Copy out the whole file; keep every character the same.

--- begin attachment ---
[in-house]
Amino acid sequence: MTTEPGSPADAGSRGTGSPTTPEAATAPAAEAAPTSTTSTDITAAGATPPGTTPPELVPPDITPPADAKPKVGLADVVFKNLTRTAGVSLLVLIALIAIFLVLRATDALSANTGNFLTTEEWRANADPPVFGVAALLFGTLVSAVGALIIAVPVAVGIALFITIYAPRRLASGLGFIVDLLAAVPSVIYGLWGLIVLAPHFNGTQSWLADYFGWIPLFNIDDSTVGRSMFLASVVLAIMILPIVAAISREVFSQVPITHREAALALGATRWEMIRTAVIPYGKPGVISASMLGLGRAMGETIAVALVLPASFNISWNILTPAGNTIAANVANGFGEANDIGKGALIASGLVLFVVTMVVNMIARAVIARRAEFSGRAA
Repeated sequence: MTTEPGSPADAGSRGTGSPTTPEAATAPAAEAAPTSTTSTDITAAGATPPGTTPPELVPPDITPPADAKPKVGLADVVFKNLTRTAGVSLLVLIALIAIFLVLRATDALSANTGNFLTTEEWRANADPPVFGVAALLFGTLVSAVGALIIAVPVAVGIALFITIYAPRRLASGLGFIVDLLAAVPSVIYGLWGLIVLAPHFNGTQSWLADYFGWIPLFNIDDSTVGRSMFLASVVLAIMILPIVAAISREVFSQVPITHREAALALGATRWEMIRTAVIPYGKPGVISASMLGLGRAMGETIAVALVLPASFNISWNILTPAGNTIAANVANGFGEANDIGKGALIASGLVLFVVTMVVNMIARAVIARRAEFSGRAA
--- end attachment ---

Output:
[in-house]
Amino acid sequence: MTTEPGSPADAGSRGTGSPTTPEAATAPAAEAAPTSTTSTDITAAGATPPGTTPPELVPPDITPPADAKPKVGLADVVFKNLTRTAGVSLLVLIALIAIFLVLRATDALSANTGNFLTTEEWRANADPPVFGVAALLFGTLVSAVGALIIAVPVAVGIALFITIYAPRRLASGLGFIVDLLAAVPSVIYGLWGLIVLAPHFNGTQSWLADYFGWIPLFNIDDSTVGRSMFLASVVLAIMILPIVAAISREVFSQVPITHREAALALGATRWEMIRTAVIPYGKPGVISASMLGLGRAMGETIAVALVLPASFNISWNILTPAGNTIAANVANGFGEANDIGKGALIASGLVLFVVTMVVNMIARAVIARRAEFSGRAA
Repeated sequence: MTTEPGSPADAGSRGTGSPTTPEAATAPAAEAAPTSTTSTDITAAGATPPGTTPPELVPPDITPPADAKPKVGLADVVFKNLTRTAGVSLLVLIALIAIFLVLRATDALSANTGNFLTTEEWRANADPPVFGVAALLFGTLVSAVGALIIAVPVAVGIALFITIYAPRRLASGLGFIVDLLAAVPSVIYGLWGLIVLAPHFNGTQSWLADYFGWIPLFNIDDSTVGRSMFLASVVLAIMILPIVAAISREVFSQVPITHREAALALGATRWEMIRTAVIPYGKPGVISASMLGLGRAMGETIAVALVLPASFNISWNILTPAGNTIAANVANGFGEANDIGKGALIASGLVLFVVTMVVNMIARAVIARRAEFSGRAA